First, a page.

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summer

Illustration by Nicole Rifkin

The Ash Swimming Pool

It had been nearly fifteen years, and no one Ali knew looked much like the way they had when they were younger. She wrote Grace’s name on a piece of paper in red felt tip and held it at arm’s length in front of her. In the rush of bodies, the automatic doors that led to the baggage carousel barely had time to close before opening again. There had been some kind of strife—though not a bomb—and there were police, a couple of soldiers moving with intent back and forth through the building. The glass walls were stained with cigarette smoke. In the food shops there were near fights at the discount sections: half-price carrot sticks with hummus, blood-colored smoothies, pita bread. She was so afraid of planes that sometimes, at night, she thought she could hear their seizing rattle, the doomed click of an engine shutting off 36,000 feet above her house. In the e-mail, Grace wrote: I’ve got nothing but air miles, I’d love to come and stay for a bit.

Illustration by Sergio Garcia Sanchez

Mary When You Follow Her

In the autumn of Maria’s eighteenth year, the year that her beloved father—amateur coin collector, retired autoworker, lapsed Catholic—died silently of liver cancer three weeks after his diagnosis, and the autumn her favorite dog killed her favorite cat on the brown, crisped grass of their front lawn, and the cold came so early that the apples on the trees froze and fell like stones dropped from heaven, and the fifth local Dominican teenager in as many months disappeared while walking home from her minimum-wage, dead-end job, leaving behind a kid sister and an unfinished journal and a bedroom in her mother’s house she’d never made enough to leave—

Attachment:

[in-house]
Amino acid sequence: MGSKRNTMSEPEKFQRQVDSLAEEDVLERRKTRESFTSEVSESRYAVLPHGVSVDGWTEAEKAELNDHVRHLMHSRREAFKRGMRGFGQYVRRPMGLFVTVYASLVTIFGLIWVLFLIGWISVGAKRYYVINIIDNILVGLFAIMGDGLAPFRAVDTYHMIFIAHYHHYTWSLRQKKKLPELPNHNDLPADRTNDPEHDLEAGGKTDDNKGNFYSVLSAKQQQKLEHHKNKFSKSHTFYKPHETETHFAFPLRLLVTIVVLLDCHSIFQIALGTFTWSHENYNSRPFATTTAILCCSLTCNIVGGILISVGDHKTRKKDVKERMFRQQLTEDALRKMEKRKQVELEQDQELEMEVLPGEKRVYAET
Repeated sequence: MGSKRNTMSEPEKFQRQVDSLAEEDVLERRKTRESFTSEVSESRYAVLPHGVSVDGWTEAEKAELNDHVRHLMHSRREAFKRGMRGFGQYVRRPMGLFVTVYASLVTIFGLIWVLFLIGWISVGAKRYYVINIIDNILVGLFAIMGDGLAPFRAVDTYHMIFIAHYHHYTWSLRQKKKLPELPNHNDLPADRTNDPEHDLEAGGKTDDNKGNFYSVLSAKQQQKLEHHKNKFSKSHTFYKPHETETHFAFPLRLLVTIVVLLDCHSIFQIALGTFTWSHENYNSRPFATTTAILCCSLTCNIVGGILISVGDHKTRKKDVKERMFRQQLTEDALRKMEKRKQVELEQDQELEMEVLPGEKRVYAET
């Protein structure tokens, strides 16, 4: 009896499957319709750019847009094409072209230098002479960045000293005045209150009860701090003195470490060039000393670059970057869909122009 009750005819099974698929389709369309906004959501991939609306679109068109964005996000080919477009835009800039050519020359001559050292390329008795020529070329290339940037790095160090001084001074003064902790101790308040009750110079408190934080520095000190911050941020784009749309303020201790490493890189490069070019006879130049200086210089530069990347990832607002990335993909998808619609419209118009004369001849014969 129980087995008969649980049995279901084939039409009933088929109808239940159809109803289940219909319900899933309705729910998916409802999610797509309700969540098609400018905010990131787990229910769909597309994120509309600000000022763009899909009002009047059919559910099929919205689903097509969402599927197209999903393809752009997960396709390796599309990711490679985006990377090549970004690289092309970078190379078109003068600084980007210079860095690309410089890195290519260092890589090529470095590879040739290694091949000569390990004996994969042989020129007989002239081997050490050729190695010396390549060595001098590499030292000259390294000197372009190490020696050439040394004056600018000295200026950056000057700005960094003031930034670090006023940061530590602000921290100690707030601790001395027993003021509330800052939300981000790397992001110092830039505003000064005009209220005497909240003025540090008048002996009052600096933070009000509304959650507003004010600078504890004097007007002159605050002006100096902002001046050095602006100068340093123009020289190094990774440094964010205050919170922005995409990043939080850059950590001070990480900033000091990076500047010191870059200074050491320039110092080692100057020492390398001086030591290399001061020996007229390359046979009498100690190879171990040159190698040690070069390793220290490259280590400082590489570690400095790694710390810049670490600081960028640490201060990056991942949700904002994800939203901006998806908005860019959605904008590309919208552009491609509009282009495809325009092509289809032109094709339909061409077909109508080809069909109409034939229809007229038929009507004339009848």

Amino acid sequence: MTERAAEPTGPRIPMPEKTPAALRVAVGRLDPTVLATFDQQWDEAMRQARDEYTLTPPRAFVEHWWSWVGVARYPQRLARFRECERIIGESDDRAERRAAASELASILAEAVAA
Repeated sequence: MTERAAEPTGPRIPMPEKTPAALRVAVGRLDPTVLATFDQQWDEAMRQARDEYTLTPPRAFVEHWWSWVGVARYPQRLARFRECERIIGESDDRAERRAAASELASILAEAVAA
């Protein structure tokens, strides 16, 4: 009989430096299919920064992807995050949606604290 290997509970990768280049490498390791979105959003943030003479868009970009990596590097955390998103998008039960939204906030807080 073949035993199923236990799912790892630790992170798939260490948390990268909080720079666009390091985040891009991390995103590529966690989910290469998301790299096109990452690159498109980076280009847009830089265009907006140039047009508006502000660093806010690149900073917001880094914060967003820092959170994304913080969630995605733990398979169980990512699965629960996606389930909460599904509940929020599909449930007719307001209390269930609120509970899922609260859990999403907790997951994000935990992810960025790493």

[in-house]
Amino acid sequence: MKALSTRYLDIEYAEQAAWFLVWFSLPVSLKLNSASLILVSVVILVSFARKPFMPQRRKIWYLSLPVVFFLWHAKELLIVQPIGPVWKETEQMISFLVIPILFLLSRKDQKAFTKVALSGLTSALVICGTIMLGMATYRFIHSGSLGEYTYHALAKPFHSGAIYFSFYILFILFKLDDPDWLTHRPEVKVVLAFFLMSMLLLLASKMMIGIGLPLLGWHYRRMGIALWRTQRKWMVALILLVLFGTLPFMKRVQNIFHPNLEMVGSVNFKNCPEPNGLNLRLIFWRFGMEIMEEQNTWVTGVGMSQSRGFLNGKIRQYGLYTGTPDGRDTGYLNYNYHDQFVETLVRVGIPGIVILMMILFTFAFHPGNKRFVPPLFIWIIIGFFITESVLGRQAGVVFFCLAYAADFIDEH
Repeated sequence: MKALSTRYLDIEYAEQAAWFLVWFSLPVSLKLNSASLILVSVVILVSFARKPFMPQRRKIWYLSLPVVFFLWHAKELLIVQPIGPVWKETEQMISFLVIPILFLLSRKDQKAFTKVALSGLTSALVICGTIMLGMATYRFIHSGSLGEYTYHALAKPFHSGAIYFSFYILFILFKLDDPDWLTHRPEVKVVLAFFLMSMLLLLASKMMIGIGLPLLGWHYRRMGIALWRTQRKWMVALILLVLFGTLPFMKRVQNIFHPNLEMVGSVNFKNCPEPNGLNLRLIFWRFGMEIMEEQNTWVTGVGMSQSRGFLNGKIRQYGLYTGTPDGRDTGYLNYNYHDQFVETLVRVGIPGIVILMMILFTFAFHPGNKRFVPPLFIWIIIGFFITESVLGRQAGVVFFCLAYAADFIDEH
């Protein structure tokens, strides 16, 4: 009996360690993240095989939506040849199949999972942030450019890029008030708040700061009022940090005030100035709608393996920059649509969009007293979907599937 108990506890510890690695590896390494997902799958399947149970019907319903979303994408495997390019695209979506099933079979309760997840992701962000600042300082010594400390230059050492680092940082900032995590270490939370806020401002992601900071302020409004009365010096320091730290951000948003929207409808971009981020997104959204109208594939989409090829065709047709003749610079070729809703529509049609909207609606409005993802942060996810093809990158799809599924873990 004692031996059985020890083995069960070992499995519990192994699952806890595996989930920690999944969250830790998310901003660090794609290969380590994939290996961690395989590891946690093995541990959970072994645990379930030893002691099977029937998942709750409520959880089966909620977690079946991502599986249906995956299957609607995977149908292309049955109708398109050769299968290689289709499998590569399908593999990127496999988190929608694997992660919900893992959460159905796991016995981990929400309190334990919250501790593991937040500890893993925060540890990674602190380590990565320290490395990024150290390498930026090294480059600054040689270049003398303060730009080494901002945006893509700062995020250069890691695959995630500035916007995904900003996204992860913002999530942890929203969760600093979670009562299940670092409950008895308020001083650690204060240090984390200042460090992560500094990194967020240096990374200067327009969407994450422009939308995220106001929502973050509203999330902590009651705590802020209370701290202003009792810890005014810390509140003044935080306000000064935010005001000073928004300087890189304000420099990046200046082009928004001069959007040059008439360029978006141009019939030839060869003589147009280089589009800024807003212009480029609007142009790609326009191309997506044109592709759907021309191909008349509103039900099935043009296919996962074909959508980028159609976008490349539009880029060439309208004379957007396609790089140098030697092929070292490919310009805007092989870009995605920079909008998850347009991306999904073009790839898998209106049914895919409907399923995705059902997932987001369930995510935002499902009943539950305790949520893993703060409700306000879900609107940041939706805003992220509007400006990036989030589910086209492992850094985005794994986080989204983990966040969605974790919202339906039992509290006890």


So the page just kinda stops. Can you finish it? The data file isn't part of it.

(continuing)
Pastoral

Two tree-limb-switched heretics born of Baptist parents, we reveled in a Ouija. But the only black spirits we conjured were our own shadows which flickered against the wall like a private screening. Both of us church boys sweltered in June pews, our bodies a new gospel.

Art by Anna Schuleit Haber

Geometry

Although they are now in their forties and no longer live in the same house, Helen and Phoebe are still referred to as “the Campbell sisters.” This makes them feel less like people than a brand.

Photography by Ryan Spencer Reed

RNC CLE

Erika Meitner's poetry and prose, combined with photography from Ryan Spencer Reed, take us inside the city of Cleveland during the Republican National Convention.

Solstice vs. Equinox

When it comes to the workings of the universe, Albert Einstein famously said, “God does not play dice.” Einstein said nothing about the dreidel, however, which may explain why Earth and the other planets in our solar system spin like tops, a touch wobbly but more or less self-​correcting, whirling about in space toward whatever bang or whimper the future has in store.

Summer Reading

Our cover story takes us to Cambodia, which lies nestled between its more geopolitically powerful neighbors, Vietnam and Thailand. What the country lacks in regional influence it makes up for in the vitality of its waterways, particularly Lake Tonle Sap, which is the largest freshwater lake in Southeast Asia. The Tonle Sap—​meaning “great lake”—​flows into the Tonle Sap River and intersects with the Mekong River in Phnom Penh. During the summer, monsoon rains force so much water down the Mekong that the Tonle Sap changes direction and flows back into the lake and swells it in size.